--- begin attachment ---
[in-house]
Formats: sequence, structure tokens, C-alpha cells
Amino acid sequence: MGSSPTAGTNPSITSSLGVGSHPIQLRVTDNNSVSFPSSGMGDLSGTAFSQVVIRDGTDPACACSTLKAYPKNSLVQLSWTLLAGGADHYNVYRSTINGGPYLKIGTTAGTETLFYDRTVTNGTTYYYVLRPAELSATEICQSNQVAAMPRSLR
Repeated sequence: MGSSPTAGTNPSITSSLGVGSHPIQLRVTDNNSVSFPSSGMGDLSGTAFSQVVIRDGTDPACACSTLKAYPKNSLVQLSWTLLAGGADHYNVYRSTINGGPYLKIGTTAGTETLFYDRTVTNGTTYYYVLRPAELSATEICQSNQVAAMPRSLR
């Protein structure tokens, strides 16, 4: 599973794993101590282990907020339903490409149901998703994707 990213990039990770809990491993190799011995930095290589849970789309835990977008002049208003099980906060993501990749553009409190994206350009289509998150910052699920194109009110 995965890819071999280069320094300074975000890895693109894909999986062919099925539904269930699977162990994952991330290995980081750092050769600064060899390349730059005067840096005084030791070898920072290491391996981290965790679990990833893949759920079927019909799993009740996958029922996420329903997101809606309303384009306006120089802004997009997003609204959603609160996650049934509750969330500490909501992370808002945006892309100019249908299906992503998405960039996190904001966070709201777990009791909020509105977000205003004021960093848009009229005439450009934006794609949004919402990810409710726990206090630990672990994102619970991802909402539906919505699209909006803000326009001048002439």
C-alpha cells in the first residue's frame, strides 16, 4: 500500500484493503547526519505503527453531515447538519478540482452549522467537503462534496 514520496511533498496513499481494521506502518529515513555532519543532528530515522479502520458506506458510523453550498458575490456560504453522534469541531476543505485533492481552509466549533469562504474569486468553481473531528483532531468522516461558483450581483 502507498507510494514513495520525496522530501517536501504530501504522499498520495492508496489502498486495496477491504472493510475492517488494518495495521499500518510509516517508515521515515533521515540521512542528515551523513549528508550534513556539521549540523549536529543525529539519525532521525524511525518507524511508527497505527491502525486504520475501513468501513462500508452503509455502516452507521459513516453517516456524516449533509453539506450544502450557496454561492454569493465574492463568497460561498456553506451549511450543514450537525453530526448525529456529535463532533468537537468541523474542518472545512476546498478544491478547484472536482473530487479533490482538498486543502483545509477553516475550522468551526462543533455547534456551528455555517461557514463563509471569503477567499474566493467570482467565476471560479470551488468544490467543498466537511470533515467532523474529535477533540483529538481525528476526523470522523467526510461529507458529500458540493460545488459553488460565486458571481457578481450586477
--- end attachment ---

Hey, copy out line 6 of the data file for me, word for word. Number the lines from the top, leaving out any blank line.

C-alpha cells in the first residue's frame, strides 16, 4: 500500500484493503547526519505503527453531515447538519478540482452549522467537503462534496 514520496511533498496513499481494521506502518529515513555532519543532528530515522479502520458506506458510523453550498458575490456560504453522534469541531476543505485533492481552509466549533469562504474569486468553481473531528483532531468522516461558483450581483 502507498507510494514513495520525496522530501517536501504530501504522499498520495492508496489502498486495496477491504472493510475492517488494518495495521499500518510509516517508515521515515533521515540521512542528515551523513549528508550534513556539521549540523549536529543525529539519525532521525524511525518507524511508527497505527491502525486504520475501513468501513462500508452503509455502516452507521459513516453517516456524516449533509453539506450544502450557496454561492454569493465574492463568497460561498456553506451549511450543514450537525453530526448525529456529535463532533468537537468541523474542518472545512476546498478544491478547484472536482473530487479533490482538498486543502483545509477553516475550522468551526462543533455547534456551528455555517461557514463563509471569503477567499474566493467570482467565476471560479470551488468544490467543498466537511470533515467532523474529535477533540483529538481525528476526523470522523467526510461529507458529500458540493460545488459553488460565486458571481457578481450586477